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Tuesday, April 24, 2012

The Regret Puzzle: Proper to mourn mistakes, but not to live in them.

I was talking to a friend one day and I finally was able to put into an easy to understand way, why it is foolish to  "what if" think.   What I came up with is effectively a cousin of the butterfly effect.   I will call it the "regret puzzle".

In the "regret puzzle", one lives their life with "what if" thinking.  What if I had not made this bad choice or that bad choice?  Presume that you know it was a bad choice and also presume that you could go back in time and change that choice to a better choice.  If it is a decision or choice of any importance, it will likely chance the trajectory of your life is some way.  In other words, it would change the possible decisions you make in the future and/or the outcome thereof.  Now imagine each decision you make/outcome 'you choose' is a puzzle piece.   If you change the shape of that puzzle piece, it will necessarily effect the puzzle pieces--decisions/choices/outcomes--surrounding it.   One has no way of knowing how a decision today will alter a decision/outcome tomorrow.  Typically, we assume those surrounding decisions/outcomes will be either unaffected or better, but there is no way of knowing for sure.  Hence, while it is proper to mourn bad choices or decisions, it is doubly pointless to live with regret and 'what if' thinking surrounding them.    Not only can we not go back and 'fix' mistakes in the past, we don't even know how it would affect surrounding choices/decisions/outcomes.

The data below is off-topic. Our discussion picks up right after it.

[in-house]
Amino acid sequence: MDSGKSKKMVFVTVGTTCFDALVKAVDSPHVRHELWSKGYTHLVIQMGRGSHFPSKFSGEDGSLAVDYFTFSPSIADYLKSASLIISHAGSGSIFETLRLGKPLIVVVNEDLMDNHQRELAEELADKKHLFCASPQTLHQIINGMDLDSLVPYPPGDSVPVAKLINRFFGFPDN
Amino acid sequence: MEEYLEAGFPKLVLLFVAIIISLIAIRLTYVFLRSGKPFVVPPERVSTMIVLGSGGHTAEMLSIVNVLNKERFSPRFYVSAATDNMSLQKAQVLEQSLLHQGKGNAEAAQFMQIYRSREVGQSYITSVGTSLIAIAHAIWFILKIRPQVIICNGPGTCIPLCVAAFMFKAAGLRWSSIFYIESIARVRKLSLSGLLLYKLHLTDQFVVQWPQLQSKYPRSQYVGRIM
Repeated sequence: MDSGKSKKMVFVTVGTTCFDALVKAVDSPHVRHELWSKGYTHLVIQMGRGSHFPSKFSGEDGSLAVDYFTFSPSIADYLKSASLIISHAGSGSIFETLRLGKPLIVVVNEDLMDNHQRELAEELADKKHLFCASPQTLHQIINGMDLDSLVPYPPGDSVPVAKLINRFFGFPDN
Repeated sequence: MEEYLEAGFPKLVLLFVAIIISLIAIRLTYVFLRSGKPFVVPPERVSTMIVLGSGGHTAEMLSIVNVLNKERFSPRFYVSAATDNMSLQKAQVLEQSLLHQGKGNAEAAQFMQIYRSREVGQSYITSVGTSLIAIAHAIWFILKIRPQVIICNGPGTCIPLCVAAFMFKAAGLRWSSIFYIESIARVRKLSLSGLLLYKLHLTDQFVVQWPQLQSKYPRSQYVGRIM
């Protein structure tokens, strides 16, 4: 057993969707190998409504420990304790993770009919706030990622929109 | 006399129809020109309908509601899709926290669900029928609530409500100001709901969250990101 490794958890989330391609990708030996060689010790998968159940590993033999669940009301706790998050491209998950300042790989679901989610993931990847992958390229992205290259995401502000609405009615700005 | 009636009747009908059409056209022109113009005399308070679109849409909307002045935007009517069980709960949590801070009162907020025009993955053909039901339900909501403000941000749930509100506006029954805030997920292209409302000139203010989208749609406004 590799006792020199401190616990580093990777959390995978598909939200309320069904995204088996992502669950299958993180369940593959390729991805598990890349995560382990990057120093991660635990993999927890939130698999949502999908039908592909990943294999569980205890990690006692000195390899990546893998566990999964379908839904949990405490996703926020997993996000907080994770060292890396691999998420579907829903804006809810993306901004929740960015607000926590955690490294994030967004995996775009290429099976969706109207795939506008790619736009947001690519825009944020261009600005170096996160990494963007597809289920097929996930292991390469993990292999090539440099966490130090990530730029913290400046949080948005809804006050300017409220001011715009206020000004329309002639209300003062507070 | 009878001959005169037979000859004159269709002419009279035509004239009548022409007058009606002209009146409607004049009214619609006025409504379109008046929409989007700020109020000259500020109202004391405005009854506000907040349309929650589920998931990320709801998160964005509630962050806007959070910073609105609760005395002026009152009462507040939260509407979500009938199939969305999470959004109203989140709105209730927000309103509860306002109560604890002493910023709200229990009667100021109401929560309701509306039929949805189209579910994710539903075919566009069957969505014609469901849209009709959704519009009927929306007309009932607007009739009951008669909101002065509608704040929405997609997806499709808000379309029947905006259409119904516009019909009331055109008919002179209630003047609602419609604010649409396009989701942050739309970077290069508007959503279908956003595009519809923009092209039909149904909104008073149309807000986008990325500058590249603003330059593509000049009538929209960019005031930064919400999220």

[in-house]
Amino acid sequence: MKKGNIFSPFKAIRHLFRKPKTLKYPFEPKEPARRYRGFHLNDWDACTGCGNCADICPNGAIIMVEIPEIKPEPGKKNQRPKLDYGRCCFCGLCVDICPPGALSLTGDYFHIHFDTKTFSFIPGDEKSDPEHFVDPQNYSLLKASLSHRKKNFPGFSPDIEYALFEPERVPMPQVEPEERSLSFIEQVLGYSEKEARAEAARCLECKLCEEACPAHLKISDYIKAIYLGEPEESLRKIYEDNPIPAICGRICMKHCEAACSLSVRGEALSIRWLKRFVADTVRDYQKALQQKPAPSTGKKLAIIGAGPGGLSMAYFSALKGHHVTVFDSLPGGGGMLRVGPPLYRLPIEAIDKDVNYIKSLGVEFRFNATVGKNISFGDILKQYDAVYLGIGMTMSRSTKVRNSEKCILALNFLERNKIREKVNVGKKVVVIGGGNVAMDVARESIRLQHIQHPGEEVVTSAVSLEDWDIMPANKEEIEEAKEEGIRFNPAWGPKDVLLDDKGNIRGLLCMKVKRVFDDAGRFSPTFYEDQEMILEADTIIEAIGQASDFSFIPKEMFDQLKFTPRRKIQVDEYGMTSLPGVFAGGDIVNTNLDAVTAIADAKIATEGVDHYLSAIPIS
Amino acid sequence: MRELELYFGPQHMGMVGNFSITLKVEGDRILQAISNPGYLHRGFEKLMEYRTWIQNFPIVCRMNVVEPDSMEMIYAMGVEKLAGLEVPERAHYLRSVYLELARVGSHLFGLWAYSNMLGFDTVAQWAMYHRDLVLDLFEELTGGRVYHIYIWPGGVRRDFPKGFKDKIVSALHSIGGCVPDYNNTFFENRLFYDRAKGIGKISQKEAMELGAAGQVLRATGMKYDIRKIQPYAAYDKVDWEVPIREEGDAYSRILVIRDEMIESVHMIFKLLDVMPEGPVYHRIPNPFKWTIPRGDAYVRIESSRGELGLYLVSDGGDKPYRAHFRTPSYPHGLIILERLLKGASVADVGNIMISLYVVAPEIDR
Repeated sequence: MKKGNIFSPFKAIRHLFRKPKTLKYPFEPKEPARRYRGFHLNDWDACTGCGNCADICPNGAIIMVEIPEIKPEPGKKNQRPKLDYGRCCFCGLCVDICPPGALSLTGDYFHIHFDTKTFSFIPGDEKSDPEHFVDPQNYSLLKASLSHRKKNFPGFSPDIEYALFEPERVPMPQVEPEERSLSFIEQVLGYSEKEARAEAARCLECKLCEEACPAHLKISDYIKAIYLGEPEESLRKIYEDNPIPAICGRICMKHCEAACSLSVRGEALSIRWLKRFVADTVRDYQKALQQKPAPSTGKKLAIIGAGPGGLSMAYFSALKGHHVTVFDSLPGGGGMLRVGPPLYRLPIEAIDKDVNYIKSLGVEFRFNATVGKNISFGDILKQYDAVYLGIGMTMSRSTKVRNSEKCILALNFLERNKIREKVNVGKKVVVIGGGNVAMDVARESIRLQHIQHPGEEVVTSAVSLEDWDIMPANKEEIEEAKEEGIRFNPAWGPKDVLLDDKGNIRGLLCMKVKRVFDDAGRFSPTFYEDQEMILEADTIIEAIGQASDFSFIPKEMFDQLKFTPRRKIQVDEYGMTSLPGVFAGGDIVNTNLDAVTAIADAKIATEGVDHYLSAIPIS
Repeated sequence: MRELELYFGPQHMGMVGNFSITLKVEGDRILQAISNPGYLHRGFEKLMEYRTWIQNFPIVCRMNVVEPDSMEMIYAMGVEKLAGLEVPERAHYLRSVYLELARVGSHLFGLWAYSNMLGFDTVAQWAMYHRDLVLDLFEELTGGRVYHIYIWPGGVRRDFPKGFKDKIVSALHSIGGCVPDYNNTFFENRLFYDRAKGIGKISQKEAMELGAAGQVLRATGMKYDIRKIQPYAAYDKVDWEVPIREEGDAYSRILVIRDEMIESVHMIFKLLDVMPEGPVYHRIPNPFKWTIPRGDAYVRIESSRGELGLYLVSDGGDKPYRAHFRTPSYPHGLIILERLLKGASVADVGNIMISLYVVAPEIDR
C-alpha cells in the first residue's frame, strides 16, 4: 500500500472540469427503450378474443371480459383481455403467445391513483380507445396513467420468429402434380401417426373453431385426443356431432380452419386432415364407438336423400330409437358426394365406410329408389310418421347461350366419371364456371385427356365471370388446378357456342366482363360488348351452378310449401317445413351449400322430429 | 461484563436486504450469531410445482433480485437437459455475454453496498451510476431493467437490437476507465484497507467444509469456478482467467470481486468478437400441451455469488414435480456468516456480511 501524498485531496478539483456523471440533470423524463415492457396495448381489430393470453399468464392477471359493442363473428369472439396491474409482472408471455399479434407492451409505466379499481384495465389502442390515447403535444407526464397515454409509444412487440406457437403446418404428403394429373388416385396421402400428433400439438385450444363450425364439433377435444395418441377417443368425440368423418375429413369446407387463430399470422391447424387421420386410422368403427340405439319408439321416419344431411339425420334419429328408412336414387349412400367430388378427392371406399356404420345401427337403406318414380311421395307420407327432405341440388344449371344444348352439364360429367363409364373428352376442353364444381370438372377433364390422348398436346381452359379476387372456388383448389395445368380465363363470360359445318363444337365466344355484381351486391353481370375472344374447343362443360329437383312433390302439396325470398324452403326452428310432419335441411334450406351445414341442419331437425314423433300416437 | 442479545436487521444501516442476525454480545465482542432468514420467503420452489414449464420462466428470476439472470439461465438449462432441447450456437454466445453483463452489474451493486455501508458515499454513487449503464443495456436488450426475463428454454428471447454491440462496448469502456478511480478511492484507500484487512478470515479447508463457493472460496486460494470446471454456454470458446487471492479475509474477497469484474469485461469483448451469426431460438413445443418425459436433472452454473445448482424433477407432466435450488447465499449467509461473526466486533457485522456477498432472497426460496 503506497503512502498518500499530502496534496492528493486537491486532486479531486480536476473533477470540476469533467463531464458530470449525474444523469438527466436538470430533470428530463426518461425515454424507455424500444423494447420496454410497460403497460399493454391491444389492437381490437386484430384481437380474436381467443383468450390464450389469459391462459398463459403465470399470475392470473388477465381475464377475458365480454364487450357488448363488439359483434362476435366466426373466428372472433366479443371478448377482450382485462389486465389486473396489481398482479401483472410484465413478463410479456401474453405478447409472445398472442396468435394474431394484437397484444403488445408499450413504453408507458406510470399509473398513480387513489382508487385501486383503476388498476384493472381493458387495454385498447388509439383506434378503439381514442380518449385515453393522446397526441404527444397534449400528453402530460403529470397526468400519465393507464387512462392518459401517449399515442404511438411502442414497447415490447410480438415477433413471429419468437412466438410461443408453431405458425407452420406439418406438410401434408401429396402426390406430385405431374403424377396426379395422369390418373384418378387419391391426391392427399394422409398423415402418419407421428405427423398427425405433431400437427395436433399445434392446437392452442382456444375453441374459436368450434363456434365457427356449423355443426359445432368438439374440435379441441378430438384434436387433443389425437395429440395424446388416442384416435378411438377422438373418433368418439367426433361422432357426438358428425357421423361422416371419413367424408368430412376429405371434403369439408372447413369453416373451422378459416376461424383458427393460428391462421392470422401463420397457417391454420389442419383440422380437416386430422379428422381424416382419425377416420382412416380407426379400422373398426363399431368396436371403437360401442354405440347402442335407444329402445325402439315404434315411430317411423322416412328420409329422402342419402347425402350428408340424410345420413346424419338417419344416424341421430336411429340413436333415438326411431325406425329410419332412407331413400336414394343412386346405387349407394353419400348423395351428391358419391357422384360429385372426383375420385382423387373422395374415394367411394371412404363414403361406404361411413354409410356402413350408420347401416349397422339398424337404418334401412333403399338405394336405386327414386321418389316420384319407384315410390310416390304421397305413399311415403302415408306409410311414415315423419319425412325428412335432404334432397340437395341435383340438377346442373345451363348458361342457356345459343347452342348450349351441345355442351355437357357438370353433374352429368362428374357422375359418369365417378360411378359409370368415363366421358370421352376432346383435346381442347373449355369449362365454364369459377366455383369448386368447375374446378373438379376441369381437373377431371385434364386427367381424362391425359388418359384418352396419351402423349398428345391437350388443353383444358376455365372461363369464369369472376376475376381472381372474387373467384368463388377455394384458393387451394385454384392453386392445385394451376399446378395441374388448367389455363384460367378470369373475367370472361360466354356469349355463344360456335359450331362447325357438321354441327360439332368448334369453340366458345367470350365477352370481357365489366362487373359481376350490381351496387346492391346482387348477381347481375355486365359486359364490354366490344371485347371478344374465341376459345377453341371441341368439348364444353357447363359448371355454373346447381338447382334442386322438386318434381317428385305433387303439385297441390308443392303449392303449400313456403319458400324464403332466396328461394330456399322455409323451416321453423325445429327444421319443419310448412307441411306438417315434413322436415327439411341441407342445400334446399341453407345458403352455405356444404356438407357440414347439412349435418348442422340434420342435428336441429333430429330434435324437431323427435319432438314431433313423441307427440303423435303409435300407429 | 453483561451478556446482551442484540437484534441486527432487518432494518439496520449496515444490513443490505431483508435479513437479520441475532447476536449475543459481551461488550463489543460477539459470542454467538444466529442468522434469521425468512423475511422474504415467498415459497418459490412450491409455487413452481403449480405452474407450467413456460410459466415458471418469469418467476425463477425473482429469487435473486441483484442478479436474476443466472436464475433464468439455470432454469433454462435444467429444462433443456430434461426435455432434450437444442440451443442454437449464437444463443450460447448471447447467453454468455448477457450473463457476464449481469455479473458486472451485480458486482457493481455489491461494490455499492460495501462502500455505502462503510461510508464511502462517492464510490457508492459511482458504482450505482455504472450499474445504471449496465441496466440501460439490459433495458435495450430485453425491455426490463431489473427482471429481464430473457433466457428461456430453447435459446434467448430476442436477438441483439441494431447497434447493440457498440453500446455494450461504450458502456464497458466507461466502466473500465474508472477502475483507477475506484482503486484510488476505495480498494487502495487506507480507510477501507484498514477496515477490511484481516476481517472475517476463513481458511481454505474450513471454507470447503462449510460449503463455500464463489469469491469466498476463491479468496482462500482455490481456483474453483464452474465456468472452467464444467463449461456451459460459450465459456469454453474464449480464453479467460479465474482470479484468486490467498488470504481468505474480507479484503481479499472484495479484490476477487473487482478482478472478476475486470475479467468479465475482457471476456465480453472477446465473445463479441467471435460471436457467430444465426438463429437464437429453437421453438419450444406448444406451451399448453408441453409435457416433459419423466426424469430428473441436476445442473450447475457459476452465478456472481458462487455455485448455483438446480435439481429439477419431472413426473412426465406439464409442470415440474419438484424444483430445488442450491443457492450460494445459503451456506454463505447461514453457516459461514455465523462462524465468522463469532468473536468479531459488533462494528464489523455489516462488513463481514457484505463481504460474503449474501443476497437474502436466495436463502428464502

Seeing this has helped me not to live in my poor choices/mistakes.

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